Is there a secret behind the success of everyone who ever developed real ability in martial arts?
A single attitude that you can model, and almost instantaneously see improvements in your performance?
Fortunately, the answer is yes, and not only does this key to success exist, but you probably already know what it is. So why did I write this article, if you already know about this crucial attitude? Simply because, as with so many things, there is a huge difference between knowing about something, and functionalizing that knowledge. In this article, I want to explain the secret but, much more importantly, I also want to provide some insight into how to apply it.
The secret is engagement with the material. With the nature and content of the activity. This is where many people run into difficulties without even realizing it, because many martial arts training environments provide a model of engagement that is, frankly, rather shallow. Of course, some people rise above the training they have access to, but those are often the people who would have become good no matter what. As a coach, I do not have to worry about those people. I still want to help them fulfill their potential as efficiently as possible, but extremely, I know that even if they were left to their own devices on a desert island, with no resources of any kind, they would still become good. I am much more concerned with the opportunities available to the average martial artist, who may be severely underestimated by the educational approach in his or her training environment.
Since this is an article, and not a novel, I will not bore readers with a list of the ways in which many training environments fail to encourage specific engagement. Instead, I will simply ask a question:
How much did you learn today, about the application of a skill you have ‘understood’ for years?
To illustrate the point of my question, I will give you an example. I was recently working with one of my coaching clients on the Muay Thai neck clinic. At the moment, these skills are experiencing something of a resurgence in MMA, probably as a result of UFC middleweight champion Anderson Silva’s devastating use of the neck clinic. I have made these skills a huge part of my personal game in martial arts over the last decade, not only because of their general efficiency, but because they suit my body type and fighting style very well. In fact, I would say that they are the centrepiece of my game. Whatever else I am working on in my own training, I devote some time every day to further developing my understanding of this skill set. Now, having worked with these skills so much, and in so much depth, you might think that I would have exhausted the potential for technical variation by now.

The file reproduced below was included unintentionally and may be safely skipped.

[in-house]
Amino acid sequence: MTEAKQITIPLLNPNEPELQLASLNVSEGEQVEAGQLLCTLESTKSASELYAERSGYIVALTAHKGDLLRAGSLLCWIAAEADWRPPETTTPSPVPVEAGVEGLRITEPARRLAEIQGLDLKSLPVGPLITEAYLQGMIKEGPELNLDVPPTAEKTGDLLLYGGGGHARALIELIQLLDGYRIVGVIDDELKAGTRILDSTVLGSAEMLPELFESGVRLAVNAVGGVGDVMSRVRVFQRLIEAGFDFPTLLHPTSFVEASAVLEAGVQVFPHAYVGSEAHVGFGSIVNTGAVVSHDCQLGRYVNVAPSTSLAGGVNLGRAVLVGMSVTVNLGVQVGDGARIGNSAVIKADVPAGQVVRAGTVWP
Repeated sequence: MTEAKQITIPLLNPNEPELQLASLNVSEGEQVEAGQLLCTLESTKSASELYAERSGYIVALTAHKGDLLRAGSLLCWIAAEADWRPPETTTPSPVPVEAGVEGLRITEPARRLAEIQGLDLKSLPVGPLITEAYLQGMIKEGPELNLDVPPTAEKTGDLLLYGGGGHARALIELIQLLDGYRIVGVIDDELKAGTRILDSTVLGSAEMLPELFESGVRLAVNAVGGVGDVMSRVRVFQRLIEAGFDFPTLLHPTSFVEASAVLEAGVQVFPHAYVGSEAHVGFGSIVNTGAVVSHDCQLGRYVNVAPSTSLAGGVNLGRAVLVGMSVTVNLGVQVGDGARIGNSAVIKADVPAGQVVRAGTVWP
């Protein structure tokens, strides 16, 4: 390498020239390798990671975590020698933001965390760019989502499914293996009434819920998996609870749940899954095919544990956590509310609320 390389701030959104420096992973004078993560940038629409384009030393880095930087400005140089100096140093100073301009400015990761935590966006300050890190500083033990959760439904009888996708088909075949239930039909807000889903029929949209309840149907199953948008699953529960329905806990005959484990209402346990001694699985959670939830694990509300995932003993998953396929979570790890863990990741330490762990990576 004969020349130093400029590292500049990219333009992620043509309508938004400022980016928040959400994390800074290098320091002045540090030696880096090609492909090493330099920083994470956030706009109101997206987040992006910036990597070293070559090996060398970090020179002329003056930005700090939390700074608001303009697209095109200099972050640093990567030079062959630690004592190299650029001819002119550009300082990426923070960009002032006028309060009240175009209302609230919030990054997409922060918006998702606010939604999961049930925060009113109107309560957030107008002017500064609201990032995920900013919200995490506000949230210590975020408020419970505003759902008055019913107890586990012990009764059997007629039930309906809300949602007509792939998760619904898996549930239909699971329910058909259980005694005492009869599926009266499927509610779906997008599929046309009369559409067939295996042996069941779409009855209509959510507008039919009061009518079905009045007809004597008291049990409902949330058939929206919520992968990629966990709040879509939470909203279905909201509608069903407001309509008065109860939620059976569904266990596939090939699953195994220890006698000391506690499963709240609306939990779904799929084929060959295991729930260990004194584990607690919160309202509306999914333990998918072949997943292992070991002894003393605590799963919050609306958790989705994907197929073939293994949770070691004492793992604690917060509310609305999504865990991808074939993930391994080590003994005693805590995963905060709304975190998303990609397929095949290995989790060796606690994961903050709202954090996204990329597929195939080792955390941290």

Not even close.
In fact, in the course of explaining certain concepts and principles to my client, I came up with several new ways to refine my own use of the neck clinch – ideas which I have since integrated into my game. Nor is this experience unusual. No matter how small or subtitle the insight, I never fail to learn something new in this area every time I train. These minute refinements can combine synergistically to create a comprehensive overall improvement in effectiveness.
Now, forget about neck clinches or any other specific skill area, and focus on the concept of engagement. It does not matter what you are working with, there is as much depth and sophistication in the skill as you are willing to reach for. As with any other artistic endeavor (and we do call it martial art, after all), insight sometimes seems to happen effortlessly, almost by magic, and at other times you have to focus, do battle with the material and ruthlessly rip the insight out . However it happens, the important thing is that it is possible. This is only true, however, if you are engaged with the material.
In other works, I have commented on the limitations of the technique-based approach to martial arts training, which is particularly common in classical martial arts. One of my main criticisms of this approach is that it almost totally eradicates the potential to strive for more depth and sophistication in your engagement with the technical material. If mimicry is the purpose of your training, and you train simply to copy some ideal ‘form’, then you are engaging with the material, but at the most below level possible. By comparison, the conceptual approach to training offers the most potential for engagement, and that for development and growth.